Morphology and function in the management of heart disease

PET/CT combines PET's ability to precisely measure regional myocardial blood flow with the capability of multislice CT imaging.

Paolo Camici
Paolo Camici

Possibilities and opportunities offered by new PET/CT systems for cardiac research and diagnoses will be an important topic at the ESC in Barcelona this year. During the event, Paolo Camici, Professor of Cardiovascular Pathophysiology at Imperial College School of Medicine, in London, will lecture on this development, which he outlined during an interview with Daniela Zimmermann of European Hospital

The fusion of PET/CT is important because it combines PET’s ability to precisely measure regional myocardial blood flow with the capability of multislice CT to image, non-invasively, the anatomy of coronary arteries, Professor Camici explained: ‘In this way, one can ascertain if a given restriction on the coronary angiogram corresponds to an abnormality of myocardial blood flow in the territory subtended by the diseased vessel. PET is unique,’ he pointed out, ‘because it provides quantitative measurements of myocardial blood flow, that is, in units of millilitres of blood per minute per gram of myocardium. This is at variance with methods that provide only relative measurements based on gradients in tracer uptake between different areas of the heart. With the latter techniques one can only conclude that a given area of the heart has more blood flow relative to another area. Although this approach is clinically useful for the diagnosis of myocardial ischaemia, it is ineffective when blood flow in the whole heart is abnormal. For instance, in patients with cardiomyopathies there are abnormalities of myocardial blood flow that homogeneously affect the whole left ventricle. In these patients, only PET can demonstrate the abnormalities of absolute myocardial blood flow compared with normal volunteers.

‘Furthermore, PET allows us to measure the utilization of important metabolic substrates, such as any free fatty acid by the myocardium. Clinically, these metabolic measurements are used to assess myocardial viability, i.e. the presence of metabolically active tissue within a dysfunctional left ventricular segment.’

What is the potential role of PET/CT in imaging plaques in coronary arteries, for example, to define a type of plaque?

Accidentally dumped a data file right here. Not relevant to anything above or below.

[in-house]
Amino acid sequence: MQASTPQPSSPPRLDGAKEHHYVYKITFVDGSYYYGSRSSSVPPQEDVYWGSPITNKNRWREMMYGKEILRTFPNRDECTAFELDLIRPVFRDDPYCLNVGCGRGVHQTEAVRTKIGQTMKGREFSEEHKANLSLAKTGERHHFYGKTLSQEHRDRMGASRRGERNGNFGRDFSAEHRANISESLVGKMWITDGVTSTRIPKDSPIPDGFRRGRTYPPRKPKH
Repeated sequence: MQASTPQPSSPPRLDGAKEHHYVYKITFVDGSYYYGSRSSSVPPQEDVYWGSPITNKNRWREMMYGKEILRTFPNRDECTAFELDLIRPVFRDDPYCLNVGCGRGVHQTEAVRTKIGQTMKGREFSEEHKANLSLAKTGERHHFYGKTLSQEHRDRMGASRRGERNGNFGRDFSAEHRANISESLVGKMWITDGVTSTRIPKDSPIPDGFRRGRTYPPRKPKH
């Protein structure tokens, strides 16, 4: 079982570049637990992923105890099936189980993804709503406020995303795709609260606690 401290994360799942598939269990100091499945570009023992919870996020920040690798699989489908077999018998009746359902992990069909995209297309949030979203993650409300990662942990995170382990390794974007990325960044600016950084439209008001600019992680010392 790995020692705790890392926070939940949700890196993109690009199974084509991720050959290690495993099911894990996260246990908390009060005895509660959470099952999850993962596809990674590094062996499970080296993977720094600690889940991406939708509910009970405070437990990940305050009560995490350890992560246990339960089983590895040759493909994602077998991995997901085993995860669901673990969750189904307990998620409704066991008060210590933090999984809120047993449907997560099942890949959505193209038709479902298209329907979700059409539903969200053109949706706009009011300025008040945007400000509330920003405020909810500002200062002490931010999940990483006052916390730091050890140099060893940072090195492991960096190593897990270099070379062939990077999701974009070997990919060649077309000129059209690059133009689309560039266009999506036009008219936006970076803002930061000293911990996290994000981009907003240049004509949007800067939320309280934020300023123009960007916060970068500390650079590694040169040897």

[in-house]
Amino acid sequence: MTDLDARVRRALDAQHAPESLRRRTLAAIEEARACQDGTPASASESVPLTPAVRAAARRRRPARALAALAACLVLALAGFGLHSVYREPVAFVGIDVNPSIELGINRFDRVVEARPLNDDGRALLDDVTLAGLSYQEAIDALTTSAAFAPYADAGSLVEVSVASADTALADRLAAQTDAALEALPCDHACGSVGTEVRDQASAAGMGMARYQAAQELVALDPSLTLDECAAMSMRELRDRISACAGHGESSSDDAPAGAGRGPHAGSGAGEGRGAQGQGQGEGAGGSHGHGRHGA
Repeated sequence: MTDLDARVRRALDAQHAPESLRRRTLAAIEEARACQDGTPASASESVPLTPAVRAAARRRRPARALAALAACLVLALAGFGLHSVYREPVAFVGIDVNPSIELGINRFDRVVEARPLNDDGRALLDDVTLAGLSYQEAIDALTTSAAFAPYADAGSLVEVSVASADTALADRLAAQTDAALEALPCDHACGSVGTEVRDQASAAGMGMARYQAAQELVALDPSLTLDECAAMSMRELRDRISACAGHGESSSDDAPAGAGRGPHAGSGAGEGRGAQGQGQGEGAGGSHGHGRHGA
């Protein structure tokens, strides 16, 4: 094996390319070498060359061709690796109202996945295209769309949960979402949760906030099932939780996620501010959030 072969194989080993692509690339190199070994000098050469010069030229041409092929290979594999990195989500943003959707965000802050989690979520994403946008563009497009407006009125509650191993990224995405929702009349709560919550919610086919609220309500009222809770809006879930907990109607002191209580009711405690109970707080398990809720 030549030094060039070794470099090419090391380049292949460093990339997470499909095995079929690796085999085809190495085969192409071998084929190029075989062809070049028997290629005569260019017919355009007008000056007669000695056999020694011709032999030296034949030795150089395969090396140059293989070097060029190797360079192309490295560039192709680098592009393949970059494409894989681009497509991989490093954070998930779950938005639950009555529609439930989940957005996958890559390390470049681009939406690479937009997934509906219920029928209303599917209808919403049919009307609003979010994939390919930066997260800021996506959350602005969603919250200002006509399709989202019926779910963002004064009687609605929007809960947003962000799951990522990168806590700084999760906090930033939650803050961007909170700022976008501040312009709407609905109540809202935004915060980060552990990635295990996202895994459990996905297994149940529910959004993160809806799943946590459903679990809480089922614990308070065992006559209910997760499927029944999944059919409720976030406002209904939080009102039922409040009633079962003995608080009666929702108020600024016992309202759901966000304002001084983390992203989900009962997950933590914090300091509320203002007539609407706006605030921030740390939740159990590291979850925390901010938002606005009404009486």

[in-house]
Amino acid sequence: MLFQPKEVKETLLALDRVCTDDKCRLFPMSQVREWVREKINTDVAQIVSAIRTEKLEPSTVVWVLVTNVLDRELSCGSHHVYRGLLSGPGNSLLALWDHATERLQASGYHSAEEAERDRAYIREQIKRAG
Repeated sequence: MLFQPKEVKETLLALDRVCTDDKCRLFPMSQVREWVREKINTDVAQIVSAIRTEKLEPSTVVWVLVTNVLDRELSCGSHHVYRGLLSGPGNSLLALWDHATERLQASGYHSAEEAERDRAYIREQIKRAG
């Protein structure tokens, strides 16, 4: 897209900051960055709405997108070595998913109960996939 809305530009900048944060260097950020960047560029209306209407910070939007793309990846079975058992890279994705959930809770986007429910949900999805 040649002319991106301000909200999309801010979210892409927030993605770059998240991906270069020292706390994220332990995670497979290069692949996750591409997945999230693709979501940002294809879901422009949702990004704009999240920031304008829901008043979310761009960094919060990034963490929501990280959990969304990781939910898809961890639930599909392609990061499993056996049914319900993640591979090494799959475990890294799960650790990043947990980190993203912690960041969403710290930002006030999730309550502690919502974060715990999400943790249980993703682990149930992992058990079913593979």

‘At the moment this is a little bit of wishful thinking. There are a lot of technical problems to overcome before we can realise such diagnostic methods. The problem we face is the fact that the heart moves intrinsically as well as secondary to respiratory activity. This motion affects the accuracy of PET/CT measurements and limits the achievable spatial resolution. Unless we find a way to correct PET/CT acquisitions for these movements, the resolution necessary to image plaque cannot be reached. Just imagine: The diameter of a main coronary artery is between 2 and 5 mm, so we are talking about a very small, moving object. To obtain good images you need tracers with a very high specific activity and very high radioactive concentration. We still don’t have any tracers like that. To summarise: specific imaging of coronary plaques by PET/CT is not an application I see in the near future, although a lot of research is happening in this field.’

Does this mean PET/CT could benefit research, but not daily clinical practice?
‘I would not say so. Certainly this combination is very useful for research, but it is also of interest for clinical practice. Clinically, PET has applications for the assessment of viability in combination with FDG and for the diagnosis of coronary artery diseases when used in combination with rubidium-82. Furthermore, PET/CT now allows us to image coronary arteries in a way similar to angiography, but without the need of a catheter.

In your ESC lecture, will highlight any other aspect?
Yes, the fusion of PET and MRI. Taking research aspects into consideration, this will be a very promising combination. MRI can provide a lot of functional parameters without radioactivity, with important ethical advantages. In addition, MRI is very flexible and has a lot of important applications in the fields of cardiology. PET and MRI are very complementary; together they can provide information on regional ventricular anatomy and function, on coronary anatomy and tissue perfusion, on tissue viability and metabolism.


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